for british eyes only...

around christmas time last year I made my first prime rib. ever. and while it was glorious, it was pretty darn expensive (expect to pay anywhere from $10 per pound on up to ridiculous $$ per pound if you get the prime rated stuff).  Lately, I had been craving some roast beef like it was nobody's business.  However, since I can't just go rib-roasting it up all the time, I needed to find an alternative cut to satisfy my beef needs.
On the whole, the british aren't really known for their food, but one thing that they know how to do  is roast a beef treat.  I discovered that while they do love their rib roasts, they are also fond of top round roasts. this seemed more my speed.  so I headed to the store to see what I could find and EUREKA!! top round roast spotted, not to mention EUREKA EUREKA!! 9 dollars. that's about 5 times less coin than a rib roast of the same weight.  While I was excited at this bargain, I was also pretty skeptical.  Was this going to taste good at all, I mean you get what you pay for right?  I was scared that without all of the intra-muscular fat and marbling that I was going to be feasting on something closer to resembling hydrated jerky than basking in the beef nirvana of my dreams.
But I figured that at this point 9 bucks was 9 bucks.  that was the beauty of this whole experiment.  It wasn't like I had coughed up 50+ clams for this thing, so I dove right in.  I basically went about this like I do for any roasty treats,  Veg-pile (you can call it whatever you like.  how about veg-bed, or veg-rack, or you could even call it a veg-table...ahem...), salt and peps, some herbage, throw on the well seasoned meat (always, ALWAYS, fat-side up). and roast away.  Cooked to med-rare, thinly sliced, and smothered with gravy goodness, this was fantastic!  It was the roast beef I had been looking for.  while it was much leaner than the rib roast I had made earlier, it was equally delicious, just in a different way. It was a bit chewier, but in the best way possible. I like to think of it as the beef just taking the long way home.  
Psst...Do you like gravy? If your answer is no, then you can leave this blog right now and never come back!!!...Still here?  I thought so. ok, I have a trick I use for gravy every time. remember that veg pile we rested the meat on? of course you do.  It looked so pretty before, but now it kinda looks like  complete annihilation...that's just fine.  it's probably swimming in beef fat. and needs to be drained of about 90 percent of that.  I drained my beef fat into a pot, added about a spoonful of flour and made a quick roux, and then added stock to the pan of veg, and smashed it up. put the roasting pan with the veg over your burners on high heat, add the roux and add some booze (wine, ale, sherry, port, whatever) or more stock , and then whisk and mix it all up together, scraping up the tasties from the bottom. lower heat and let it reduce to your liking and then pour through a strainer.  Now that's a gravy you can be proud of!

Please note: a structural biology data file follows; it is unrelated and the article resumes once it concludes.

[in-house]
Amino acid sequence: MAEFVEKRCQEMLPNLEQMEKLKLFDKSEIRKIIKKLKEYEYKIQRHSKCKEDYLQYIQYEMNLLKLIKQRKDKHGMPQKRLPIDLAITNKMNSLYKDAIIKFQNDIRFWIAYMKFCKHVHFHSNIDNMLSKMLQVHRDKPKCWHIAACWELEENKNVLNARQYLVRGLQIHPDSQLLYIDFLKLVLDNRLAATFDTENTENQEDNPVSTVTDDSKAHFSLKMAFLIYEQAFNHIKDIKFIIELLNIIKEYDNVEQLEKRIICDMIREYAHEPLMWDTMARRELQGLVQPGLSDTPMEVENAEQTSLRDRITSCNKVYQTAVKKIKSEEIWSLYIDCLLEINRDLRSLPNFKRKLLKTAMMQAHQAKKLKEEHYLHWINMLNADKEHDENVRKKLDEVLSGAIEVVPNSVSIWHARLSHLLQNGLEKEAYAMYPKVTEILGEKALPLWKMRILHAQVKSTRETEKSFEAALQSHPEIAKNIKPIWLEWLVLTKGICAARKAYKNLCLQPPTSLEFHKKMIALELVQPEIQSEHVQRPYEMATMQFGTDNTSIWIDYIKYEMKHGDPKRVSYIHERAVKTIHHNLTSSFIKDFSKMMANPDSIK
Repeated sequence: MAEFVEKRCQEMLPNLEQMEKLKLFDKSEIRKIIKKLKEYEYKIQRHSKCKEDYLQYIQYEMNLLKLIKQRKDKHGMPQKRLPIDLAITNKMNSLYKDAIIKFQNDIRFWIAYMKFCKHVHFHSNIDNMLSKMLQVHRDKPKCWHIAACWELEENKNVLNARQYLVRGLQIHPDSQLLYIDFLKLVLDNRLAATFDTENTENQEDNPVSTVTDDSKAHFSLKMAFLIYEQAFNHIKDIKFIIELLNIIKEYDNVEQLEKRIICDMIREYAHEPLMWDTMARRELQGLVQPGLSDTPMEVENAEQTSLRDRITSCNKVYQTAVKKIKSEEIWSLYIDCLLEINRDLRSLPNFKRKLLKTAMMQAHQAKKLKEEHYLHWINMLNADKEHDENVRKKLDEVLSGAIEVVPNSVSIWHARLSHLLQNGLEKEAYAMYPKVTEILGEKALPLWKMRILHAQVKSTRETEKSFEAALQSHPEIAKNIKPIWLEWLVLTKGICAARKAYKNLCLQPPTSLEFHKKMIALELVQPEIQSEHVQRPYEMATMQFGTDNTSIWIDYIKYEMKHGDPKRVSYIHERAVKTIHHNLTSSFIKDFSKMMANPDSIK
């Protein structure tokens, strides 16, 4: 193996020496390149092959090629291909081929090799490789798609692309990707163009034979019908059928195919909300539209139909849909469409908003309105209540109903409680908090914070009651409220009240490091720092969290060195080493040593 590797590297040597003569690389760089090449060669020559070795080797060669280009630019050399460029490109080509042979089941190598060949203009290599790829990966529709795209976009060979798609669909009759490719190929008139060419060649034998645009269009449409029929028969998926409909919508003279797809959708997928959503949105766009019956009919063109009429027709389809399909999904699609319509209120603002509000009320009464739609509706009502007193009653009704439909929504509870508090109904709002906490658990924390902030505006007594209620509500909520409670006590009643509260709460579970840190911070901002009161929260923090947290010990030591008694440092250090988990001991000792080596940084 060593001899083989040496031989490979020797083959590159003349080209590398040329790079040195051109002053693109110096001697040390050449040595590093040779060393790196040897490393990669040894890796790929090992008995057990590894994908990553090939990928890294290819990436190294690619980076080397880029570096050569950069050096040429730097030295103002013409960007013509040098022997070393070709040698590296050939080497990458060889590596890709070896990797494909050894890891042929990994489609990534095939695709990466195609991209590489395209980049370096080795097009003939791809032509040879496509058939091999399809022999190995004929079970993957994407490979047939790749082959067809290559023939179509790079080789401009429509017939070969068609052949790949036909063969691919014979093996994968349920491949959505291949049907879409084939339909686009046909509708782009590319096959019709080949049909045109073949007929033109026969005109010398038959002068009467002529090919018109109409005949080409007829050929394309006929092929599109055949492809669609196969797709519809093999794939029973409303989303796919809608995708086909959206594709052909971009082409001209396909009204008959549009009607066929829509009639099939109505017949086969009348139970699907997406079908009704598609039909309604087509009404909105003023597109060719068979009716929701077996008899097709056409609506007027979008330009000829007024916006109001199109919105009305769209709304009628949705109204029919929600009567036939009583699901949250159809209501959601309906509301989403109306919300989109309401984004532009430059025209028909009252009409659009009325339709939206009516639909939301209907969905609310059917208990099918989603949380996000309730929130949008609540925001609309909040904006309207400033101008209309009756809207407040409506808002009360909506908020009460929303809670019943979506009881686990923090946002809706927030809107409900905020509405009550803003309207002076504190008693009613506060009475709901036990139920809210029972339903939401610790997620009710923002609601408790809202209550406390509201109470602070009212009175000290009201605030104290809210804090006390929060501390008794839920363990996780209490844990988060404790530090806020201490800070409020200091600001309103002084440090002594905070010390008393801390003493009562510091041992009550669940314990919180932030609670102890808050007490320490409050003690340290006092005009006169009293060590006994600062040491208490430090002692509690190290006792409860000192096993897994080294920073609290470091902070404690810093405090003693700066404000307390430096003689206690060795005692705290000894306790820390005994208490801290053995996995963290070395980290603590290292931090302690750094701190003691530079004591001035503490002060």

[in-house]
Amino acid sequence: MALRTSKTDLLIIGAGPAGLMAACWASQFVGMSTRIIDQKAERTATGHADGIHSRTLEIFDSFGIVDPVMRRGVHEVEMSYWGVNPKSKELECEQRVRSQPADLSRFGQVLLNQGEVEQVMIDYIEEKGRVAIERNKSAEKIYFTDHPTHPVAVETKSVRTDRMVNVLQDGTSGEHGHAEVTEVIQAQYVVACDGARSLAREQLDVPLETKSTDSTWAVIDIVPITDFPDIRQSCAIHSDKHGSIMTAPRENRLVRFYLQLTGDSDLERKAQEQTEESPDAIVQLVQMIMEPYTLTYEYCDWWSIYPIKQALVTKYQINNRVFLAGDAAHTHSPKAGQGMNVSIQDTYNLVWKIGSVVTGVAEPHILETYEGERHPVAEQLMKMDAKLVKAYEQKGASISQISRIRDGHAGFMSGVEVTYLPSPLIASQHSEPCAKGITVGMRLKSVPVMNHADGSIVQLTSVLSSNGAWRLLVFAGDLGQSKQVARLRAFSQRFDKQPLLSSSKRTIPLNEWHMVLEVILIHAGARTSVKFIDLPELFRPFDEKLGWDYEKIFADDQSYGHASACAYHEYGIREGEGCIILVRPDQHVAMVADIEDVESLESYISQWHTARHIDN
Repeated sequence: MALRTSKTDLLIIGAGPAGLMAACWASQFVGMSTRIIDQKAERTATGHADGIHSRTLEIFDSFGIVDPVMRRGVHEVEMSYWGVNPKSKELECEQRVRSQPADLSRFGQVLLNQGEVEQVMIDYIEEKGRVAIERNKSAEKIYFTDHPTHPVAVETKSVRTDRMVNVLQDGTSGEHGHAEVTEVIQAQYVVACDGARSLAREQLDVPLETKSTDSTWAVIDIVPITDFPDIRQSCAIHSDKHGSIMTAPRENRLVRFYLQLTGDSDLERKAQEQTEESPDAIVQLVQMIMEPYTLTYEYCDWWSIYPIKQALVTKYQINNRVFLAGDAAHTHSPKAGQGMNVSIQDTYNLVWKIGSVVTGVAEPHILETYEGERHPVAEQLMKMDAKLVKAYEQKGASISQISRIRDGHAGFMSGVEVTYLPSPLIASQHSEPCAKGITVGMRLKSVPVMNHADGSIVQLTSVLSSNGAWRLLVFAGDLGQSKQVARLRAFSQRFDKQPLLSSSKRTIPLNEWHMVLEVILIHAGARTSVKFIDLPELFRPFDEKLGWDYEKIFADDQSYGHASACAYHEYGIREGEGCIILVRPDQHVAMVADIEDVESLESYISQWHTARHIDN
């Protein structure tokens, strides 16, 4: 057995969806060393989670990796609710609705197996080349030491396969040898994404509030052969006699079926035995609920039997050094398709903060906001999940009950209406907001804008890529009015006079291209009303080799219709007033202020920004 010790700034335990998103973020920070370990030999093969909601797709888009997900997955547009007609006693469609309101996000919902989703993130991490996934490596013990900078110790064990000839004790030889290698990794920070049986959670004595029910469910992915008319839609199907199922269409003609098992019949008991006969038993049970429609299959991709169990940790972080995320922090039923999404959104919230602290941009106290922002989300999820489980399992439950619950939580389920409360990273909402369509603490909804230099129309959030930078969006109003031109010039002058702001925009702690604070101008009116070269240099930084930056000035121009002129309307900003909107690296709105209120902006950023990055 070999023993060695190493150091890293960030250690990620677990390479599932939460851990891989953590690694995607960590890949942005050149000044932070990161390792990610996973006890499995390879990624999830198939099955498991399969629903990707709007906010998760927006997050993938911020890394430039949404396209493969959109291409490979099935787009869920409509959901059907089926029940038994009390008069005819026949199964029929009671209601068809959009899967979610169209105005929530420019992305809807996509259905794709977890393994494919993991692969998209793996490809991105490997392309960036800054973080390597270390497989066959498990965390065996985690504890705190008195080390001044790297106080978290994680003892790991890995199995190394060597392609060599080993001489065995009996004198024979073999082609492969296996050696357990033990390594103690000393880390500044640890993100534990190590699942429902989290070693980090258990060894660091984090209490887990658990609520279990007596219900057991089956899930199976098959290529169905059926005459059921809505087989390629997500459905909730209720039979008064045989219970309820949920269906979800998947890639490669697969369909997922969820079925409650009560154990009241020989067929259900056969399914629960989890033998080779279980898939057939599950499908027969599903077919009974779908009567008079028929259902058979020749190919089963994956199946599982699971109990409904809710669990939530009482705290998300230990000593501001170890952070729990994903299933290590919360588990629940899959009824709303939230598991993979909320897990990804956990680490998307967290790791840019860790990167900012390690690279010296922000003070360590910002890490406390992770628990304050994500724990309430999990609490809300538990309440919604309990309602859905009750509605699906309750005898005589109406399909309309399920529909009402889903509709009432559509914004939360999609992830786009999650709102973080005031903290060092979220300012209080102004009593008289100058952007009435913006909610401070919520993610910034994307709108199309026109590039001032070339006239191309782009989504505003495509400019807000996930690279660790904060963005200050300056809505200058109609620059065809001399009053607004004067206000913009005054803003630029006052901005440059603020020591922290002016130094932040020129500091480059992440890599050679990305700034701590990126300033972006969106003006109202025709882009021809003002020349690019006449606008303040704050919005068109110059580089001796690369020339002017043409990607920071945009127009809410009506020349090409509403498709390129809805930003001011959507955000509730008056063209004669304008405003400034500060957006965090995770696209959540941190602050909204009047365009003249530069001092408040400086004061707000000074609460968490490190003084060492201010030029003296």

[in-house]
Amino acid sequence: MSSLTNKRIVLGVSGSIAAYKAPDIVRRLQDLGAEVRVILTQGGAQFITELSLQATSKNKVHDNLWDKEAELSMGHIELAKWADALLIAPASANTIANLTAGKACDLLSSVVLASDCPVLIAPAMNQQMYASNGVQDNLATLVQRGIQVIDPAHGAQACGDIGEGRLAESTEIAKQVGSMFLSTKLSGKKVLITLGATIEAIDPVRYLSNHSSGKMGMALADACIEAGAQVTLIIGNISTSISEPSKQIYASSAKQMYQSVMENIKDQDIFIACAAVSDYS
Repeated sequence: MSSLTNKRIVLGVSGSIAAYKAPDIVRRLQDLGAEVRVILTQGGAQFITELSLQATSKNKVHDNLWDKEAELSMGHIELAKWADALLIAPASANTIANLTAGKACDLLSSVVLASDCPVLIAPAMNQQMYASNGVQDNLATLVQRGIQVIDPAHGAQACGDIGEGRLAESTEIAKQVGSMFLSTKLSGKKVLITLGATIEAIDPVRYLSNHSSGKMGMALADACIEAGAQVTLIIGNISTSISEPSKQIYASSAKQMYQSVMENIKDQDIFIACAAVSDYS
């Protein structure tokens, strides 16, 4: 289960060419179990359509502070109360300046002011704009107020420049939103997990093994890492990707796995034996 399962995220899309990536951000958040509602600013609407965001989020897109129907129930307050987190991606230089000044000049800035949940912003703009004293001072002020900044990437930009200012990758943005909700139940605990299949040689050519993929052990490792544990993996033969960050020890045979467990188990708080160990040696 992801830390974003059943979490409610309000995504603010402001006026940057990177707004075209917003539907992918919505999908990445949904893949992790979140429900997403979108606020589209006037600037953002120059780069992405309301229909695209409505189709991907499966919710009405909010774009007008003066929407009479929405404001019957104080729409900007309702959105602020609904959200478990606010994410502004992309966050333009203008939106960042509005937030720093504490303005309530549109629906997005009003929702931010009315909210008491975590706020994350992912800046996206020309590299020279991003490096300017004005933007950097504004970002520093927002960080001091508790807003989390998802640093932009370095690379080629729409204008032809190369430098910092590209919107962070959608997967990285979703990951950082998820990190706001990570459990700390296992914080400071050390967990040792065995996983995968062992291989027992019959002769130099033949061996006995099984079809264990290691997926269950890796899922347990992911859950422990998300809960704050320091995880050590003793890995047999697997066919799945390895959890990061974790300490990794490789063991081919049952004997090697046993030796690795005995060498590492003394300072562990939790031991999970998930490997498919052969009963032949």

A proper Bloke's Roast Beef (adapted from jamie oliver, he's british, I kind of figured it was a safe play)
preheat oven to 475 (do this now, it's important that your oven is crazy hot at the get go)
for veg pile:

2 onions rough chop
2 carrots ""
2 celery stalks ""
couple turnips or parsnips ""
garlic cloves (to your liking, you can use the whole head if you want), left whole
olive oil
salt and pepper
1 handful Simon and Garfunkel (parsley, sage, you get the rest...)
for herb paste:
6 good sized sprigs rosemary
4 sprigs sage
4 sprigs thyme
4-5 cloves garlic
olive oil
salt and pepper
the rest:(or in this case, the roast)

3-4 pound top round roast

In a good sized roasting pan or a large skillet,  add the chopped veg and herbs.  season with salt and pepper and drizzle with olive oil. toss well and set aside.
to make the herb paste, mince all the herbs and garlic together and add a couple healthy pinches of salt and pepper.  add to a a bowl and drizzle in some oil.  just enough to make it paste like, not swimming. rub this on the meat and then (I know sounds like a lot) salt and pepper the meat again, but don't go overboard. place meat on top of veg stand and either let hang out in the fridge until you are ready to roast, or go for it at this moment (this VERY moment!!!!).  put pan in oven (in middle rack) and lower heat to 400F.  if you are using a dig-thermometer (like the one i linked up there) make sure to put it in before you put the beef in the oven, it's sort of crucial to your cause (never again...) if you don't have one, don't sweat it, you can get it close by roasting around one hour for medium.  If you want med-rare, just take it out around 10-15 min. earlier. and so on. baste the beef around the halfway mark and if the veggies are starting to dry out, you can add a splash of water to the pan to prevent burnage. once roasted to your desired doneness, take the pan out of the oven and let the roast rest on a cutting board (at least 15 minsok. this is normal. pour this stuff into your gravy.  you thriftster, you...
serve with roast veggies (not posting a recipe, but what you can do here is par-boil some root veg and then toss them with oil and salt and peps and when you pull the roast out, put these in and then turn the oven to 450 to finish them off and get some color. should be done around the time everything else is).
or mashed tates. or just serve them with your favorite sides.

DISH recommends: all-clad lasagna pan. this pan says it's for lasagna, but so far has met all of my roasting needs. and it's way cheaper than their roasting pans and only like an inch smaller.  check it.
ps--like the new look?  hope so.  mames gave me a much needed make-over.  hope to actually get organized around here...


Amy said...

The gravy is the best part. I remember asking for more. A lot more. :)

Nancy said...

Love the new look, Steve-o. The beef looks fabulous as well!